Andrew Landeryou at VexNews provides complete lists of candidates for the contested Liberal preselections in Wannon, Higgins, Aston and the state seat of Sandringham. Higgins and Sandringham are two-horse races, the former between front-runner Kelly O’Dwyer and Andrew Abercrombie, the latter between incumbent Murray Thompson and challenger Margaret Fitzherbert. In Wannon, the previously discussed Daniel Tehan, Rod Nockles, Louise Staley, Stephen Mitchell, Hugh Koch, Matt Makin, Elizabeth Matuschka and Katrina Rainsford are joined by Simon Price (unsuccessful Colac Otway Shire Council candidate and former electorate officer to Stewart McArthur, previously mentioned as an aspirant for McArthur’s old seat of Corangamite) and one David Clark. In Aston, Nick McGowan, Sue McMillan, Darren Pearce and Alan Tudge are joined by proverbial bad penny Ken Aldred and a squadron of little-known contenders: Neil Angus, Terry Barnes, Michael Flynn, Michael Kabos and James Matheson.

Joe Spagnolo of the Sunday Times reports that former WA Police Union president Mike Dean has joined the Liberal Party, but will not as earlier rumoured contest the seat of Hasluck at the next federal election. Dean says he has decided not to proceed due to personal issues, but does not rule out a future career in state politics. Robert Taylor of The West Australian reported last month that state Labor MPs John Quigley and Ben Wyatt said Dean had asked them for support in winning Labor preselection for Swan. He told Spagnolo that some in the ALP had “wrongfully presumed he was one of them” and that he had “broken some hearts I didn’t expect to break”.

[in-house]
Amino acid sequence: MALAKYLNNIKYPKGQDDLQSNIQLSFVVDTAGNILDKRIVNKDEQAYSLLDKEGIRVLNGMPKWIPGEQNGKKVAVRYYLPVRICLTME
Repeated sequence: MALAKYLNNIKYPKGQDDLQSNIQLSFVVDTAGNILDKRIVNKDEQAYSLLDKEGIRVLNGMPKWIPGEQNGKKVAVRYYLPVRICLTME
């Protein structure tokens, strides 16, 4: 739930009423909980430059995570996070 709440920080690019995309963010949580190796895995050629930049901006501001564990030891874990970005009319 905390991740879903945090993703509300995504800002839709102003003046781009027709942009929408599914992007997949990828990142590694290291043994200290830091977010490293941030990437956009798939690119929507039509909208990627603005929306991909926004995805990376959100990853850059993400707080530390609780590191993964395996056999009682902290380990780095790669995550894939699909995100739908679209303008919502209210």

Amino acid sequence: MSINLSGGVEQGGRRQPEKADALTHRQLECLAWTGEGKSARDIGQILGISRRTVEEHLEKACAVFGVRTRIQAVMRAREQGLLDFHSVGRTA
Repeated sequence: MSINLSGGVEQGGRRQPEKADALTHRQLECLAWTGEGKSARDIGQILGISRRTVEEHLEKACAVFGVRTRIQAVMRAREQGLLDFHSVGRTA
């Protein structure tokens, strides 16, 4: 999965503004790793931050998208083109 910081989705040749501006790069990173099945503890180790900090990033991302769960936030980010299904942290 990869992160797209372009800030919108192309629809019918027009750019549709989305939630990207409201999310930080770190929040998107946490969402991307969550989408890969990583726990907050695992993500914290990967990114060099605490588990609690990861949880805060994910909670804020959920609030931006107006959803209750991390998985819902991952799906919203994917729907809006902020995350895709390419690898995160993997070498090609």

• The Sunday Times also reports that Gallop-Carpenter government minister Alannah MacTiernan “has delayed her decision on whether to join Kevin Rudd in Canberra”. It is open knowledge that the option of contesting Canning is available to her, but she is believed to be weighing up the option of staying in state politics with a view to assuming the leadership.

Michael Stedman of The Mercury reports that Tasmanian Premier David Bartlett has floated the possibility of publicly funded election campaigns and spending caps for state lower house elections. His comments were in response to complaints by Peter Whish-Wilson, Greens candidate for Windermere during the May periodical upper house elections, about the stringent spending cap of $12,000 which exists for upper house elections.

• Speaking of the Tasmanian Legislative Council, Liberal candidate Vanessa Goodwin pulled off a historic win for the party in Saturday’s Pembroke by-election, which you can read all about here.

Party games

No Morgan poll this week. Here’s some of the other mail:

• The Launceston Examiner reports that Brigadier Andrew Nikolic, veteran of numerous overseas postings and until recently the Australian Defence Force’s director-general of public affairs, has “confirmed that he is interested” in Liberal preselection for the federal seat of Bass. Also said to have his eye on the preselection is Senator Guy Barnett, who will otherwise have to settle for the slighly less appealing prospect of number three on the Liberal ticket.